Fear of a Black Republic
About the BookThe emergence of Haiti as a sovereign Black nation lit a beacon of hope for Black people throughout the African diaspora. Leslie M. Alexander’s study reveals the untold story of how free and enslaved Black people in the United States defended the young Caribbean nation from forces intent on maintaining slavery and white supremacy. Concentrating on Haiti’s place in the history of Black internationalism, Alexander illuminates the ways Haitian independence influenced Black thought and action in the United States. As she shows, Haiti embodied what whites feared most: Black revolution and Black victory. Thus inspired, Black activists in the United States embraced a common identity with Haiti’s people, forging the idea of a united struggle that merged the destinies of Haiti with their own striving for freedom.
A bold exploration of Black internationalism’s origins, Fear of a Black Republic links the Haitian revolution to the global Black pursuit of liberation, justice, and social equality.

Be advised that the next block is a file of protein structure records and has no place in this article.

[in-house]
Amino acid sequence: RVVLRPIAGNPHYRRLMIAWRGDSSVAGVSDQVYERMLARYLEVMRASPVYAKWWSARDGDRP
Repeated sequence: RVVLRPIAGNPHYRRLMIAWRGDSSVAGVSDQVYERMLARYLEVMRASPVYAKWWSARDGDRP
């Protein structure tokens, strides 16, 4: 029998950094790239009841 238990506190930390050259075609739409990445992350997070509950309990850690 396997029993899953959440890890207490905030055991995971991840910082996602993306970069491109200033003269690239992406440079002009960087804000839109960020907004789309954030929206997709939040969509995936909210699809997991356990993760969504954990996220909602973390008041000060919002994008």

About the AuthorLeslie M. Alexander is the Dr. Martin Luther King, Jr. Professor of History at Rutgers University. She is the author of African or American? Black Identity and Political Activism in New York City, 1784–1861 and coeditor of Ideas in Unexpected Places: Reimagining Black Intellectual History.
Also by this author
“An impressive feat of scholarly research, unremitting in its focus on Black discourses and activities, as recorded in African American serial publications and institutions. The book luminously chronicles the hopes and dreams, the aspirations and yearnings, that United States Black folk invested in the Haitian Revolution and what it wrought, the sovereign state of Haiti.”--Michael O. West, author of From Toussaint to Tupac: The Black International since the Age of Revolution